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What would it cost the 49ers to trade up in the third round?

San Francisco has the ammunition to pull off a trade, and here are a few examples of what one might look like.

San Francisco 49ers v Houston Texans Photo by Michael Zagaris/San Francisco 49ers/Getty Images

With the 49ers not slated to make a selection until the 99th pick of the 2023 draft, the question must be asked. What is it going to cost to trade up, and do the 49ers have the draft capital to pull a deal like that off?

With three picks in the third round and 11 total selections in this draft, the 49ers would appear to have the requisite ammunition to move up the draft board. However, given the fact the majority of those selections will fall on day three of the draft, how much value do these mid to late round picks carry?

One of the more traditional tools to measure the value of draft pick trades has been the Jimmy Johnson Trade Value chart, which was devised by the Hall of Fame head coach back in 1989. Johnson’s chart uses a point system to assign a tangible number to each pick, which in turn helps to simplify the value of any potential picks being exchanged.

The problem with using it in 2023 is the fact that Johnson’s chart was put together before the salary cap or rookie wage scale existed in their current formats. That changes the picture entirely when looking at the value of these picks.

For that reason, I prefer to use the Fitzgerald/Spielberger chart, created by Jason Fitzgerald and Brad Spielberger of Over The Cap. This chart does a much better job of taking into account the cost and production that can be expected for each of these picks.

Here is a brief description from Over The Cap’s website detailing how the chart was devised:

“The concept for this research was to use NFL salary data to retroactively grade every draft selection from 2011 through 2015 following the conclusion of their rookie contracts, and to use that data to better project the value of each future draft selection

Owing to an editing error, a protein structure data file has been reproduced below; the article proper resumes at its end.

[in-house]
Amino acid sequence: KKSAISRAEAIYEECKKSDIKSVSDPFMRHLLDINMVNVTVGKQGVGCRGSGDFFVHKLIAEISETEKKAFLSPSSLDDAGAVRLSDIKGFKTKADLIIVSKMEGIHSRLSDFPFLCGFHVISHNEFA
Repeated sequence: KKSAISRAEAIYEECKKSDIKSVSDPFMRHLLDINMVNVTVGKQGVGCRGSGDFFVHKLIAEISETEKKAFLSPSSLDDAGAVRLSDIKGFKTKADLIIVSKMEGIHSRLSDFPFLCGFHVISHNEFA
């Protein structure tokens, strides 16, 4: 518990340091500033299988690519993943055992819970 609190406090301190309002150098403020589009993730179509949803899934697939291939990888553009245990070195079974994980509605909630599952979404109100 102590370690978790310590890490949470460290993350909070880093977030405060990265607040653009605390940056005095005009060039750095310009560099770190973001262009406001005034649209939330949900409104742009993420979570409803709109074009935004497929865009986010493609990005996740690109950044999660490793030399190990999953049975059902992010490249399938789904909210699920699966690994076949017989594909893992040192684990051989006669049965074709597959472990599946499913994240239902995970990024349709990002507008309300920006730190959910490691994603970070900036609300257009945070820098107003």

First, we found the average of the Top 5 APY (average per year) contracts at each position in each year. For example, the Top 5 QB APY’s are $35 million, $34 million, $33.5 million, $33.5 million, $32 million. The average of these 5 APY’s is $33.6 million. An APY of $16.8 million would thus be 50% of Top 5 APY. We then converted every new contract in each year into a percent of the Top 5 APY average at the respective position.

In order to get a more accurate representation of the expected performance of a particular draft pick and increase the sample size, we smoothed the data by averaging out the post rookie-contract APY amounts for a few picks before and after each draft pick. The grouping of a few draft picks within a small range removed a lot of the variance that occurs in large part due to “busts” and generated more realistic projections, as the range more accurately reflects the quality of talent available to a drafting team. The ranges start very small (e.g. examining picks No. 1 + No. 2 for the No. 1 slot) and expand in the later rounds of the draft

Utilizing the Fitzgerald/Spielberger chart, here is where the 49ers 2023 draft haul is currently valued, with the points on the chart in parentheses.